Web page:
Scott Perry has no evidence to back up his claim that 'millions of people' enter America without documentation every year.

Dueling visions of America were on display at the recent debate between Republican Rep. Scott Perry and Democratic challenger George Scott.

Perry offered a Trump-like vision of an angry nation seeking to pit neighbor against neighbor based on where our ancestors came from.

Scott, a Lutheran minister, presented a compassionate vision of who we are as a country, seeking that which unites rather than that which divides us.

The starkest contrast came when the two discussed the issue of immigration. Perry, a member of the far-right Freedom Caucus, relied on made-up information to stir up xenophobic fears of immigrants.

Without any evidence, Perry claims “millions of people stream across the border every single year.” Perry also defaulted to previously debunked talking points about human trafficking.

Perry’s fear-mongering language about immigrants streaming over the border has no basis in reality. According to FactCheck.org, undocumented immigration has been relatively stable for years.

“There’s no official measure of how many people succeed in illegally crossing the border, but authorities use the number of apprehensions to gauge changes in illegal immigration,” reports FactCheck. Based on that measure, there has been an 81 percent decline in undocumented immigrants coming into the U.S. between 2000 and 2017.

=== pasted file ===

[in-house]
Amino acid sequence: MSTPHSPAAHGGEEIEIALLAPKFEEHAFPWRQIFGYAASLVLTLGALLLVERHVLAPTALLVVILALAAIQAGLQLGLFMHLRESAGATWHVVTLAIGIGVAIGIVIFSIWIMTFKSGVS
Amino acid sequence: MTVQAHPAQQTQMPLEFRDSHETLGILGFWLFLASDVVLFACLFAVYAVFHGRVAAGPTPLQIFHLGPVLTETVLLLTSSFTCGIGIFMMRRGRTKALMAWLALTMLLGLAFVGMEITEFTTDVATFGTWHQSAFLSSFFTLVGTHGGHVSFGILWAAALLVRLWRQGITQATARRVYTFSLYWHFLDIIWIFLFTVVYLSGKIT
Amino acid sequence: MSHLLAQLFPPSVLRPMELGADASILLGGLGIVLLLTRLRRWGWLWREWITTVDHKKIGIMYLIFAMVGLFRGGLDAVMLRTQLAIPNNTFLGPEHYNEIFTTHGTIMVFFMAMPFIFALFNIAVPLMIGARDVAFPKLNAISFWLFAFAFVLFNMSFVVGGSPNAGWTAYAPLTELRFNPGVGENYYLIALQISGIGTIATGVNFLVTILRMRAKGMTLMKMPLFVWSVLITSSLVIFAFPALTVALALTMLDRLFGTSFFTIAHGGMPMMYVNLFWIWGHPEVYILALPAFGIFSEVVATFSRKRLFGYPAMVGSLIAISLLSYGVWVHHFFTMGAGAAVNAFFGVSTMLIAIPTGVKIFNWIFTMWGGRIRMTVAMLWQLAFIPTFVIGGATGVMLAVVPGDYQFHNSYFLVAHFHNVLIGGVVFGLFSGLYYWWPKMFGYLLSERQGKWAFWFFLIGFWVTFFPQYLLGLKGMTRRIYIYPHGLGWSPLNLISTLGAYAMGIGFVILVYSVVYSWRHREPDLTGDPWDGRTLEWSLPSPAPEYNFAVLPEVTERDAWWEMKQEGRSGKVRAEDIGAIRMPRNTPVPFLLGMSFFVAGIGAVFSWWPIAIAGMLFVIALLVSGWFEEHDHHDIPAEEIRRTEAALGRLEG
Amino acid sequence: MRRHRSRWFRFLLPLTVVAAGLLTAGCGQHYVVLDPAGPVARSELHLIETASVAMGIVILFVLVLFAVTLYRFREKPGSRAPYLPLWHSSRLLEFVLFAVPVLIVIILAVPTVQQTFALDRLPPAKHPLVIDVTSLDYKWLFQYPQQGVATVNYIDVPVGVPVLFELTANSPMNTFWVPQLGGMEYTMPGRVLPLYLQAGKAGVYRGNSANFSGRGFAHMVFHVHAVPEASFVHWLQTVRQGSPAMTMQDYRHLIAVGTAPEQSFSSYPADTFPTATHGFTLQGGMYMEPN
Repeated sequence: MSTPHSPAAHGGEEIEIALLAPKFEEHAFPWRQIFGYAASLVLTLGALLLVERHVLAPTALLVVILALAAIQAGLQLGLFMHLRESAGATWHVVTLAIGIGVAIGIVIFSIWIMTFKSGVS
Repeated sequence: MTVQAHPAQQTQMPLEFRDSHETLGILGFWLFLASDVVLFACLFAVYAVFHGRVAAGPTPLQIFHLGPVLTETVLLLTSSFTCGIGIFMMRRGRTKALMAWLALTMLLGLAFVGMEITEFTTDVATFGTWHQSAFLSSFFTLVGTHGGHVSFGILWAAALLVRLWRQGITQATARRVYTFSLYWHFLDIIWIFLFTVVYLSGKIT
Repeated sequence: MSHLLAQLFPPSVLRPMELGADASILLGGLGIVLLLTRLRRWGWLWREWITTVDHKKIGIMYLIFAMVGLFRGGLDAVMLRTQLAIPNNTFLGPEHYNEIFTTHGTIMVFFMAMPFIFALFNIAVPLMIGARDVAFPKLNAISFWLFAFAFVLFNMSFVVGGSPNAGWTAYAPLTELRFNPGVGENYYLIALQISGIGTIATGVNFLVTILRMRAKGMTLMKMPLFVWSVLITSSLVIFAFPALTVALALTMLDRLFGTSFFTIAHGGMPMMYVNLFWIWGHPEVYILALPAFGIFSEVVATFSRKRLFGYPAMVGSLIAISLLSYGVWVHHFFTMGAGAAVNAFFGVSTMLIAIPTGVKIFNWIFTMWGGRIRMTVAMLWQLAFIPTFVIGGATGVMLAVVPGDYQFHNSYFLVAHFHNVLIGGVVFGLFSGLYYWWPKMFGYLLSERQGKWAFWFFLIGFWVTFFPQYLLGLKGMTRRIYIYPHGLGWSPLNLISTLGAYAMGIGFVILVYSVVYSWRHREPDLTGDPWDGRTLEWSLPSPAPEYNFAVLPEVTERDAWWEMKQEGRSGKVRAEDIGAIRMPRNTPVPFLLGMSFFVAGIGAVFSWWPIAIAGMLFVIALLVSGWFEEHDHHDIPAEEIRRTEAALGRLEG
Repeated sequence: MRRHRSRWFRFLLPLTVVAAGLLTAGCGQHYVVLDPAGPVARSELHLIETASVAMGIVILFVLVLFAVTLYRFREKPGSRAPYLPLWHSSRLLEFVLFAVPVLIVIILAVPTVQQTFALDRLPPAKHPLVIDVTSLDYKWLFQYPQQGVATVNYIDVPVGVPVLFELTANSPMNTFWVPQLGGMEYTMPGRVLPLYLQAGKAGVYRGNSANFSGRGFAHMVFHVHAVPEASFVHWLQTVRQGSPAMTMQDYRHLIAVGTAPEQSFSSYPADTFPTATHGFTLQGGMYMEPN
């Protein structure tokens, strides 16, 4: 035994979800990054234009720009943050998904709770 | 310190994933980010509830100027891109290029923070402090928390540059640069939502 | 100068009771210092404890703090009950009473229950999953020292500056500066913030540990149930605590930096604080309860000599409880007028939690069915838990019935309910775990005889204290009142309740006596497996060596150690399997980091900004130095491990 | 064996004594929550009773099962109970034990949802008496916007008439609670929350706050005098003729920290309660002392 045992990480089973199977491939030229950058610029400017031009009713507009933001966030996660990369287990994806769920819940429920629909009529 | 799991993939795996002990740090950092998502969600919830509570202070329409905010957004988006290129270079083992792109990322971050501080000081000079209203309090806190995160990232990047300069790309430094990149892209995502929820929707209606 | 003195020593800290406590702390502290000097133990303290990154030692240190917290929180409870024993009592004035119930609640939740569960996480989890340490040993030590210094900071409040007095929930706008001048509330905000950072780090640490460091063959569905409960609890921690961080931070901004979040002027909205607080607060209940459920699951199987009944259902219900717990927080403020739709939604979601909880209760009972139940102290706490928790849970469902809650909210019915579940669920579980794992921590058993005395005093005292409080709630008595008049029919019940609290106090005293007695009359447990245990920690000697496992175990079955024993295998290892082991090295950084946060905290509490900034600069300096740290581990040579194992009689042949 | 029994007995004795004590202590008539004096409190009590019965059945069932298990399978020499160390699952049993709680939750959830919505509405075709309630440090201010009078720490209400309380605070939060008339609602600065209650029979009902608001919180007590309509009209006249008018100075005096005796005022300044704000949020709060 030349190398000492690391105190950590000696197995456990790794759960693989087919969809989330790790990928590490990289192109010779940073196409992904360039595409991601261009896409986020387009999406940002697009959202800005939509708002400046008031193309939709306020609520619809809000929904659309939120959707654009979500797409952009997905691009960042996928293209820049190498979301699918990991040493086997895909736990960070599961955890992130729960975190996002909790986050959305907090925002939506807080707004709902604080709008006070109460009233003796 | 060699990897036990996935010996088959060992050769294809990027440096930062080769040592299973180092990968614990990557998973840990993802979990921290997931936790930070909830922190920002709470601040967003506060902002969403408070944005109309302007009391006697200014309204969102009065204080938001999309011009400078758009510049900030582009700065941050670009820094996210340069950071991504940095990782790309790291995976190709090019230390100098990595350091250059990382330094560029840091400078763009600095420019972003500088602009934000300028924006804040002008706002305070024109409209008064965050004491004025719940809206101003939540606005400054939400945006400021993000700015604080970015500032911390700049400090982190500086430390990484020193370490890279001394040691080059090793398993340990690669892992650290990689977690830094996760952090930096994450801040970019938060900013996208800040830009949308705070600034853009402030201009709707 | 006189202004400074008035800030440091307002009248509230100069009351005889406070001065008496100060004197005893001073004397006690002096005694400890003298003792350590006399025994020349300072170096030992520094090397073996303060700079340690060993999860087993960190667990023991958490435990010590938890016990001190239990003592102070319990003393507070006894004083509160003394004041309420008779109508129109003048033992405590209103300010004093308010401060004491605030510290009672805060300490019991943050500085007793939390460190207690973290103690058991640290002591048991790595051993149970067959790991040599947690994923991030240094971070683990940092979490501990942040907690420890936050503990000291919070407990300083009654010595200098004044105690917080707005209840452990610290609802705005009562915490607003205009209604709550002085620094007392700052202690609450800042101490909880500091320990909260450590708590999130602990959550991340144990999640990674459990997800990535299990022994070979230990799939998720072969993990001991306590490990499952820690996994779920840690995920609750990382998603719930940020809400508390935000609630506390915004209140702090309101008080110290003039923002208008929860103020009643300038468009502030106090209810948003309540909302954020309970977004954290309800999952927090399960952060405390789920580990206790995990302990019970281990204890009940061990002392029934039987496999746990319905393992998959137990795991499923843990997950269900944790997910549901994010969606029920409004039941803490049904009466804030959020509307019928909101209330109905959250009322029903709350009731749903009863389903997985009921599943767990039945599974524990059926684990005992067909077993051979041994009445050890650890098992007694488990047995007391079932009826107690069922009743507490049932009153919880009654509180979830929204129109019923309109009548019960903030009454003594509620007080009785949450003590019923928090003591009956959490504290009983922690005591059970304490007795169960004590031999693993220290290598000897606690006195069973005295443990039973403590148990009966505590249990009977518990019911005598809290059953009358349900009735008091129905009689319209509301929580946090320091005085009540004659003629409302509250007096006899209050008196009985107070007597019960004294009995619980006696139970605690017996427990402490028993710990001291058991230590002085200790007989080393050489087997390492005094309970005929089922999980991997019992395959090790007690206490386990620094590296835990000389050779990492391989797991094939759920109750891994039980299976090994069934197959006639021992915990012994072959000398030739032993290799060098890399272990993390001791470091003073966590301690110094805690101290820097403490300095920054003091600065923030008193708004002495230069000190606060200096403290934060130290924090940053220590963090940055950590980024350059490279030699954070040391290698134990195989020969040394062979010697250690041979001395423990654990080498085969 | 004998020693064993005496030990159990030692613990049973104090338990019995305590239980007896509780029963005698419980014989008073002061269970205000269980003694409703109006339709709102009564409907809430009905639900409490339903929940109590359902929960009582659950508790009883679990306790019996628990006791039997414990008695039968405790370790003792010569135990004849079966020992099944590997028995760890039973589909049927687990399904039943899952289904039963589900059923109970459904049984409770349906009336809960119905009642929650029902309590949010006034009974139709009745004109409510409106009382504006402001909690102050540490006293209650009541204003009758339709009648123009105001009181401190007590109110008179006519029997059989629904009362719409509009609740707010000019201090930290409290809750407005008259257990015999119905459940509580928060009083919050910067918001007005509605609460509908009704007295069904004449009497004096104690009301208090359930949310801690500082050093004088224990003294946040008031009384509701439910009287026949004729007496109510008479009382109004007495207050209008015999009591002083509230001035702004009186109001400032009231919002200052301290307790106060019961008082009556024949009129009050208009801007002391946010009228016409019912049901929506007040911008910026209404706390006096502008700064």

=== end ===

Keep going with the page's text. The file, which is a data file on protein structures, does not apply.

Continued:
Like many Republicans, led by Trump, Perry is ginning up division and racial fear rather than talking about what unites America. And no wonder Perry doesn’t want to talk about his actual plans around immigration.

Perry repeatedly defended Trump’s cruel family separation policy. At one point, Perry even whined that children can only be held for 20 days.

Scott, on the other hand, told the debate audience that he wanted a compassionate border security policy. In stark contrast to Perry, Scott said, “the way to secure our borders is not to tear children away from families.”

Perry’s fringe ideas seem to be out of touch with Pennsylvania’s newly drawn 10th Congressional District. While the Republican-leaning district backed both Trump and Romney, recent polls show Perry and Scott within 1 point of each other.

And if fundraising is a gauge for enthusiasm, Scott is in good position in the final weeks of the campaign. In the most recent fundraising quarter, Scott brought in more than $900,000 compared to only $330,000 by Perry.

“These numbers are telling about where the momentum is,” said Jason O’Malley, Scott’s campaign manager.